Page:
May 19, 2020

Canada's Cruise Line Industry

Atlantic Canada Cruise Association
Atlantic Canada cruises
British Columbia cruises
Canadian cruises
Bizclik Editor
4 min
Canada's Cruise Line Industry


The cruise industry in Canada is not only successful, but also thriving. Increasing the nation’s tourism as well as its economy, large cruise lines docking at Canada’s ports are an added benefit to the port industry. Seeing a successful 2011, ports along Canada’s Pacific and Atlantic coast not only embrace cruise ships but also their growth in the future.

British Columbia

British Columbia’s cruise industry in 2011 was reported by Cruise BC as successful. Seeing an 8 per cent increase in total passengers compared to 2010, it’s clear the industry is on an upward trend. A total of 1.2 million passengers came into the Canadian ports of Nanaimo, Port Alberni, Prince Rupert, Vancouver and Victoria. This had beneficial impacts on the economy bringing in 1.3 million to the province. This paired with passenger and crew spending at $185 million, cruise line spending totaling $367 million and cruise line industry tax contributions coming at $50 million, the BC economy is definitely seeing a monetary benefit.

In a breakdown by port, here are some of 2011’s highlights:

  • In Nanaimo, the port saw a 26 per cent increase of passengers in comparison to 2010. Additionally in 2011, Nanaimo opened its new $25 million port facility which makes passenger loading and unloading more efficient.
  • Victoria led British Columbia’s cruise success with the most cruise calls, a total of 206, and 440,000 passengers. In August 2011, Victoria welcomed its four millionth cruise guest to port. Victoria, also in 2011, was the first British Columbia port selected as a stop for Disney Cruise Line’s Disney Wonder.
  • In Prince Rupert, 2011 brought 50,000 cruise passengers to port from a total of 21 ship calls. Prince Rupert’s Port Authority, from an initiative set in motion in 2010, started the Prince Rupert Cruise Task Force to expand volunteer programs, excursion and interpretations featuring wildlife and wilderness, aboriginal and cultural experiences and the Port’s history for visitors. This initiative has seen successful results such as an increase of guest shore time as well as a greater number of passengers coming ashore.
  • Vancouver also saw increases in its passengers compared to 2010, a total of 15 per cent. During the cruise season, Vancouver welcomed 663,425 passengers off of 27 different vessels that included 199 cruise ship calls. Vancouver’s 2011 season saw a second full year of shore power operations conducted by Canada Place, thus reducing greenhouse gas emissions by 1,318 tonnes.

British Columbia has become a power playing province in the cruise industry and associations in the industry aren’t ready to slow its growth down.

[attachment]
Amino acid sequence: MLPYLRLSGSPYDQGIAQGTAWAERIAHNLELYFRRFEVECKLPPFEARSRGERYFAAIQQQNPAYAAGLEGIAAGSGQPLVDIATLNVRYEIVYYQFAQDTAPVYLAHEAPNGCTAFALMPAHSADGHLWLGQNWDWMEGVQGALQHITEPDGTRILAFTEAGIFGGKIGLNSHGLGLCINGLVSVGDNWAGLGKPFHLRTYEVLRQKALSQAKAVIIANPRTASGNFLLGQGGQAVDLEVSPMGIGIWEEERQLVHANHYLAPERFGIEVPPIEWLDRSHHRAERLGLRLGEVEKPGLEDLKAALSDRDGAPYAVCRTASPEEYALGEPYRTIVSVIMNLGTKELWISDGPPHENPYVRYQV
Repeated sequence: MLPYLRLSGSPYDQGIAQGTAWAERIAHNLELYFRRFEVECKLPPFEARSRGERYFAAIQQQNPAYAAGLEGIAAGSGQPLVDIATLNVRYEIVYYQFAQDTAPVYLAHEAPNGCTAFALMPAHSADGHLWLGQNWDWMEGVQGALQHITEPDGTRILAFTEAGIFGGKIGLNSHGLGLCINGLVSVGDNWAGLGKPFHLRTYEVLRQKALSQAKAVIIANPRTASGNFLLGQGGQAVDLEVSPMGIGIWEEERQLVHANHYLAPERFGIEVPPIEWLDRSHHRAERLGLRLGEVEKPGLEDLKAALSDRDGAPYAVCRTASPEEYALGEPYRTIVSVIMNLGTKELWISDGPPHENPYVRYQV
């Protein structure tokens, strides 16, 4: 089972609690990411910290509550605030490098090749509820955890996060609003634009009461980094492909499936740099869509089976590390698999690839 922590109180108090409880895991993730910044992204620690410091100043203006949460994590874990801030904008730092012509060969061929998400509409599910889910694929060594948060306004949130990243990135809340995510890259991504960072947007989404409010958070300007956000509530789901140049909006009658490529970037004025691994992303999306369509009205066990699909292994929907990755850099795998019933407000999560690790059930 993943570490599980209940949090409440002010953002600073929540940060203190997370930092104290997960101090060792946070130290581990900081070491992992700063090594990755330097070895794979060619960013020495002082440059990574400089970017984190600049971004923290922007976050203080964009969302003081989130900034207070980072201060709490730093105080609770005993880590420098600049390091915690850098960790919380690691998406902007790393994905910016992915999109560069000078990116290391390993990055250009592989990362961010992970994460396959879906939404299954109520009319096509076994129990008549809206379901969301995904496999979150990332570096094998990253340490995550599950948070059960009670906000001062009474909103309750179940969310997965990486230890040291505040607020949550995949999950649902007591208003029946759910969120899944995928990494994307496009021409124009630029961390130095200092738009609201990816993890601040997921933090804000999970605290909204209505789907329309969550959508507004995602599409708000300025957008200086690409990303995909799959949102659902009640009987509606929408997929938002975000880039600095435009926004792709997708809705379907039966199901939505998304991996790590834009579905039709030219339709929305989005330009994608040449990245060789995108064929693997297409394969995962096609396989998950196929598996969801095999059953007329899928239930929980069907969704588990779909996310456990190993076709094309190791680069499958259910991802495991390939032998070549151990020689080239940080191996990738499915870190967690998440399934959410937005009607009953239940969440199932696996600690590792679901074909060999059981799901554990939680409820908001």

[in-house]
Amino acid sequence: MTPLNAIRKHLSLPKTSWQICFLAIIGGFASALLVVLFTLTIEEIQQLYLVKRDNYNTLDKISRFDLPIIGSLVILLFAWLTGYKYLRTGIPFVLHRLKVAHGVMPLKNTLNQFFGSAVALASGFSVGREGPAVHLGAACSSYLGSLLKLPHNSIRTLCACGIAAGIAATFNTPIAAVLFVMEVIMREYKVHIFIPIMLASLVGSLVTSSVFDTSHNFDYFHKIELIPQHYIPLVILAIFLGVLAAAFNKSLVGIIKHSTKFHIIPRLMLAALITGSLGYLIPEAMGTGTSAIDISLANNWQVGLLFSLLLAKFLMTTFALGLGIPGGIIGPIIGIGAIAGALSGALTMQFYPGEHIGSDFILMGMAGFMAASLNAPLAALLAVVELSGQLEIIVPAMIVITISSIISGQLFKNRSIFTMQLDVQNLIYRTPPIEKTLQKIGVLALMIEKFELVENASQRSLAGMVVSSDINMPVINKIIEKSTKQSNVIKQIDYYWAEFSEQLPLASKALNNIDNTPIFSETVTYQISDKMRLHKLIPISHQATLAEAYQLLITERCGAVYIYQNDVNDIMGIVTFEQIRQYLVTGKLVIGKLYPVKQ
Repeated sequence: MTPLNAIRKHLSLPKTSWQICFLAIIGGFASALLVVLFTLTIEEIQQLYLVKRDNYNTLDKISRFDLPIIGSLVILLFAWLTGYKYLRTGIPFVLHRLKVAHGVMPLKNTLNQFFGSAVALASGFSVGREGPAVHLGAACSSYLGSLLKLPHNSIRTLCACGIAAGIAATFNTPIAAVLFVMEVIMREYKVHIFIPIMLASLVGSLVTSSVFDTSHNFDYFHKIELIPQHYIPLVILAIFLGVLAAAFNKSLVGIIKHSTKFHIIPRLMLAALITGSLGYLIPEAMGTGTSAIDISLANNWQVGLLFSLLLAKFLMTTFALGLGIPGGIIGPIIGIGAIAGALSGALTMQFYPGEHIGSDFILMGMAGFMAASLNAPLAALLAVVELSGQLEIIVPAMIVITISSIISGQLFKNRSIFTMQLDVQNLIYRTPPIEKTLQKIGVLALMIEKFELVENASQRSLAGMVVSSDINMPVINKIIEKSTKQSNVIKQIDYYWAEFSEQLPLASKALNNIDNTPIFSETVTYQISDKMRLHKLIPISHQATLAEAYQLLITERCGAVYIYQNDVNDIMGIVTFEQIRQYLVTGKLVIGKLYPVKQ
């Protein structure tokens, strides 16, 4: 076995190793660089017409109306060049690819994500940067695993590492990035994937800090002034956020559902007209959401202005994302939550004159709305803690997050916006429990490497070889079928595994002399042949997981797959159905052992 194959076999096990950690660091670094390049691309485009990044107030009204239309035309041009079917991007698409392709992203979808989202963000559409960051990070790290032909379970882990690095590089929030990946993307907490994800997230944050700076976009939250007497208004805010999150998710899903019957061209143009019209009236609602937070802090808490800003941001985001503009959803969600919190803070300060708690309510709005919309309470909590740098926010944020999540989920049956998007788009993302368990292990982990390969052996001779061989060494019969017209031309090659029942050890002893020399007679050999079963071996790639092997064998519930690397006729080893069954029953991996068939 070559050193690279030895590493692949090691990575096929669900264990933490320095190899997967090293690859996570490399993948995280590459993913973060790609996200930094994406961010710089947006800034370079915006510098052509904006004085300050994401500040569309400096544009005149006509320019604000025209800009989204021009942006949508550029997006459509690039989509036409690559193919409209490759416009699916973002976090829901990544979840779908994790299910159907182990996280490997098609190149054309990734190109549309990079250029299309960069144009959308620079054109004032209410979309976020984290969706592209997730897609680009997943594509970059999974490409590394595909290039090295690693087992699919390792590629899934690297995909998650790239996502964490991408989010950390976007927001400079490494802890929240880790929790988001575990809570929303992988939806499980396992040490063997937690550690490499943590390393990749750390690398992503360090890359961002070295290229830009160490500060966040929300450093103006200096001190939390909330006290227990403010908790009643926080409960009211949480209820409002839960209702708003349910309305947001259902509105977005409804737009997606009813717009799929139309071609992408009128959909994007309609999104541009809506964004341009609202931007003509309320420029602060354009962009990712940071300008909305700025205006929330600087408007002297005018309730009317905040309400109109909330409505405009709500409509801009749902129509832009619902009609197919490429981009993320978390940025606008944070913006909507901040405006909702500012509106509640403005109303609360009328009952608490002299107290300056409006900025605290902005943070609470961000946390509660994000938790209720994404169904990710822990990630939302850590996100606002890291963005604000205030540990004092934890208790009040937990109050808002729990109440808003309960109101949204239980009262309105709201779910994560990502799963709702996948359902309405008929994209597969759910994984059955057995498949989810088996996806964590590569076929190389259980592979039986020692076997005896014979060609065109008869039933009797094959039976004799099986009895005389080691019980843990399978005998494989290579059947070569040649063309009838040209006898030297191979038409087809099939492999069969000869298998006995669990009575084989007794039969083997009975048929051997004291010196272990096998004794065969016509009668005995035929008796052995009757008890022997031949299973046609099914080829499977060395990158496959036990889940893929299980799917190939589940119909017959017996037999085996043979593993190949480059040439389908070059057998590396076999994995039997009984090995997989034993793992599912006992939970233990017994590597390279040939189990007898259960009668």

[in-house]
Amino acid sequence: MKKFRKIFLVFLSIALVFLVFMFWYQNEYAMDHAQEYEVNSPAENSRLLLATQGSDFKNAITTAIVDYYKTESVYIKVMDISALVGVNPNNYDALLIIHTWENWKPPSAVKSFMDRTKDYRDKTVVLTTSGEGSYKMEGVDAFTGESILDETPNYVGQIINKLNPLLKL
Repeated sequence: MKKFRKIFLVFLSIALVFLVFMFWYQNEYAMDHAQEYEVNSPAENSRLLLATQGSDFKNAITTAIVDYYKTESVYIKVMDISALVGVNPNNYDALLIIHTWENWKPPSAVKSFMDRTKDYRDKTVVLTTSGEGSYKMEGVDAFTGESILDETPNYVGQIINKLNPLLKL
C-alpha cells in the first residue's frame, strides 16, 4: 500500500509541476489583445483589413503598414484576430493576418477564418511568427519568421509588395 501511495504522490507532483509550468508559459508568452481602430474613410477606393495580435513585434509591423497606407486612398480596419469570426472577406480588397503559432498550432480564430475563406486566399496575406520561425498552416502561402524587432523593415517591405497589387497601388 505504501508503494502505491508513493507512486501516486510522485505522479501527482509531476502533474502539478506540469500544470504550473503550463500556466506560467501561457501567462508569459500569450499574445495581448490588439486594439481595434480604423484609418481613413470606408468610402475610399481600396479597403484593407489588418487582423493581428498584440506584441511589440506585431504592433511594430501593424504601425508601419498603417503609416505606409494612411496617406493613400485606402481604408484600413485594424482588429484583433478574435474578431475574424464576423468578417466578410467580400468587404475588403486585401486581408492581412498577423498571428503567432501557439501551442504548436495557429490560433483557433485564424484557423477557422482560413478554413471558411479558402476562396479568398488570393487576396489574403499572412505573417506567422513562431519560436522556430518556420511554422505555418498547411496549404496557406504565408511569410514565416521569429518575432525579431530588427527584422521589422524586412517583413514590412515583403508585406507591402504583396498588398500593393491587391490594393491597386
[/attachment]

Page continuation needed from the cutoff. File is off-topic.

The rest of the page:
“BC has enormous potential as a unique stand alone destination or as part of a larger West Coast itinerary,” Cruise BC Chair Doug Peterson said. “Our port facilities have the capability to handle more ships and can provide the cruise visitor with diverse and captivating shore excursion experiences that rival some of the best in North America.”

Atlantic Canada

Atlantic Canada’s cruise industry saw a steady 2011 season, reported the Atlantic Canada Cruise Association. Providing $82 million in direct economic impact, the season not only shows the beneficial tourism that occurred in 2011, but also can provide a forecast to a successful 2012.

Overall, Atlantic Canada saw 825,000 passengers at port between April and November. Unfortunately, Atlantic Canada’s 2011 season was not up to par with 2010’s season, but this can be attributed to uncontrollable circumstances such as poor weather that cancelled scheduled calls.

“We are seeing the results of our marketing efforts that have been incredibly effective. The number of passengers visiting our region and the associated economic impact continues to have a huge impact on our region’s economy,” said Betty MacMillan, Chair of the ACCA. “Atlantic Canada’s ports are iconic parts of the Canada New England cruise itinerary experience, and remain extremely attractive to passengers and cruise lines alike. The ACCA is projecting consistent growth for the next three years and we are confident that we can continue to increase our numbers even in the midst of these uncertain economic times.”

Good news for Atlantic Canada is the ACCA’s forecast for 2012, expecting a record season with close to 650,000 passengers.

Overall, the cruise industry is in love with Canada. With cruise lines such as Norwegian, Princess, Celebrity, Carnival and Disney making port, Canada should be able to create a business of tourism that will benefit in the foreseeable future. 

Share article

Jun 13, 2021

Marketing matters: from IBM to Kyndryl

Kate Birch
5 min
Former CMO for IBM Americas Maria Bartolome Winans was recently named CMO for Kyndryl. Maria talks about her new role and her leadership style

Former Chief Marketing Officer for IBM Americas, and an IBM veteran of more than 25 years, Maria Bartolome Winans was recently named CMO for Kyndryl.